The Sprach- und Kulturbörse supports the TVStud initiative


The Sprach- and Kulturbörse is declaring its solidarity with the TVStud initiative. But what does this industrial dispute have to do with the SKB? Here we explain our reasons for supporting TVStud.


The name “TVStud” derives from the Berlin Labour Agreement (Tarifvertrag) for Student Employees (TV Stud II). This agreement defines the working conditions of the over 8,000 student workers in Berlin’s tertiary education system – people who run tutorials, provide advice to students, contribute to research and help keep libraries, faculties and departments, and IT services running.


Strike assembly on February 2nd, 2018
Strike assembly on the 2nd of February, 2018.

Through the TVStud initiative, a number of these student employees have set a new development going. The SKB – an educational initiative that strives for a more open and democratic society – sees the potential in this development to contribute to an emancipation of the education system. That is why we’ve declared our solidarity with the student employees.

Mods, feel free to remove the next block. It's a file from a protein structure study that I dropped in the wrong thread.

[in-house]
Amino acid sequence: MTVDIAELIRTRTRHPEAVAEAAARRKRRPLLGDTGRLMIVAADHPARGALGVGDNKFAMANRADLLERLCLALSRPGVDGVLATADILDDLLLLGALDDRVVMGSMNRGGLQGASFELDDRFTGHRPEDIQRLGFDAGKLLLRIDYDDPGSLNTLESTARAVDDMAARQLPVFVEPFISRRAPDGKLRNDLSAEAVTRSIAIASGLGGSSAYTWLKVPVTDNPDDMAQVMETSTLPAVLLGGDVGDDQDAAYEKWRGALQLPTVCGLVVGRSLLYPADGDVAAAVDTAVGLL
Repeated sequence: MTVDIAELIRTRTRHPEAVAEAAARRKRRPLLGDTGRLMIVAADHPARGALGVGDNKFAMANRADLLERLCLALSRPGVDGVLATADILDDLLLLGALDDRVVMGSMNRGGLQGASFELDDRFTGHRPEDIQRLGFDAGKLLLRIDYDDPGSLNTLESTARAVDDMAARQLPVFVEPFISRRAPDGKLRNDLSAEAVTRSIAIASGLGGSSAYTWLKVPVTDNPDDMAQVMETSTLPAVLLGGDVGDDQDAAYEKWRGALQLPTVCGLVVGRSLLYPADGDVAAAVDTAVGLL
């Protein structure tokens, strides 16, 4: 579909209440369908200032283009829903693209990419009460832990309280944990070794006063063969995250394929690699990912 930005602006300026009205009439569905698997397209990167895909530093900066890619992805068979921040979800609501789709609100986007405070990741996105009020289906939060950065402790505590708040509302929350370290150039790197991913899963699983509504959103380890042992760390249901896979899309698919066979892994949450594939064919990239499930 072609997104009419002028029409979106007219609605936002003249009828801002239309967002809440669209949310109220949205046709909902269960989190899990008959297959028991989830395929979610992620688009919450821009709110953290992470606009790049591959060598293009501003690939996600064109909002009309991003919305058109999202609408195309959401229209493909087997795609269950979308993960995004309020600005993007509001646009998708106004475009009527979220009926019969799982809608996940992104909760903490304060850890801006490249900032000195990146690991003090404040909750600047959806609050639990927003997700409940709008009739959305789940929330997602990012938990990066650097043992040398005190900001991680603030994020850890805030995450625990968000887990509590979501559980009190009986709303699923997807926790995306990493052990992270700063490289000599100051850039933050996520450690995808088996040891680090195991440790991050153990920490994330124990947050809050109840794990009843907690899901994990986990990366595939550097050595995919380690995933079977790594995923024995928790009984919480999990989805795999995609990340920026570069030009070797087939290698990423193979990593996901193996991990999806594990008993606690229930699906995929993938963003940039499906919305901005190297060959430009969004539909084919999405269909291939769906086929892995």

The demands at the centre of the TVStud initiative’s conflict with the institutions are directed first of all against the precarity and the underpayment that student employees are experiencing. It is helpful to consider these in historical perspective. During its first 15 years, TV Stud II was linked to the wage dynamic in the rest of the public service, so that student wages could keep up with inflation. But in 2001, this mechanism was removed.

Graph comparing tutor wages with inflation.

image source


Now TVStud and the trade unions ver.di and GEW are demanding, firstly that the purchasing power of 2001 be restored by raising the hourly rate to 14€, and secondly that the automatic adjustment mechanism be reinstated. Further demands aim to improve teaching conditions for student tutors (and thus also conditions for their students) and to make the material position of student employees less precarious in other ways.